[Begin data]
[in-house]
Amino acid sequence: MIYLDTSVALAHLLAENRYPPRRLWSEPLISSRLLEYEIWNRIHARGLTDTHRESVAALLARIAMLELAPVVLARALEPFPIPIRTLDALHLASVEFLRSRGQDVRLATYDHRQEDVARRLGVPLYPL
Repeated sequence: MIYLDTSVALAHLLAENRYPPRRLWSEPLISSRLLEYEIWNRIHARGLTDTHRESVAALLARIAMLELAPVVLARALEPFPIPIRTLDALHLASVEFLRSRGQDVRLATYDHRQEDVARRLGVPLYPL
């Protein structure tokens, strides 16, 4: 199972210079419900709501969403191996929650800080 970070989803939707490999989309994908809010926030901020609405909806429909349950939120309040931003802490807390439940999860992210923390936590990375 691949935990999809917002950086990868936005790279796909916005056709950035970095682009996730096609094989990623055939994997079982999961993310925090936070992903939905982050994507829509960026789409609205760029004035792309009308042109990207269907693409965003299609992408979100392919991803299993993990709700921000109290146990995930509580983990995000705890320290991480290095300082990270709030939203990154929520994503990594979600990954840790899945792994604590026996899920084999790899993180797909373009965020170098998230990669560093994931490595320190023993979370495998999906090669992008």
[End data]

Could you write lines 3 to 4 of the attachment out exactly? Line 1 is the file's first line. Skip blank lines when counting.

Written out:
Repeated sequence: MIYLDTSVALAHLLAENRYPPRRLWSEPLISSRLLEYEIWNRIHARGLTDTHRESVAALLARIAMLELAPVVLARALEPFPIPIRTLDALHLASVEFLRSRGQDVRLATYDHRQEDVARRLGVPLYPL
């Protein structure tokens, strides 16, 4: 199972210079419900709501969403191996929650800080 970070989803939707490999989309994908809010926030901020609405909806429909349950939120309040931003802490807390439940999860992210923390936590990375 691949935990999809917002950086990868936005790279796909916005056709950035970095682009996730096609094989990623055939994997079982999961993310925090936070992903939905982050994507829509960026789409609205760029004035792309009308042109990207269907693409965003299609992408979100392919991803299993993990709700921000109290146990995930509580983990995000705890320290991480290095300082990270709030939203990154929520994503990594979600990954840790899945792994604590026996899920084999790899993180797909373009965020170098998230990669560093994931490595320190023993979370495998999906090669992008």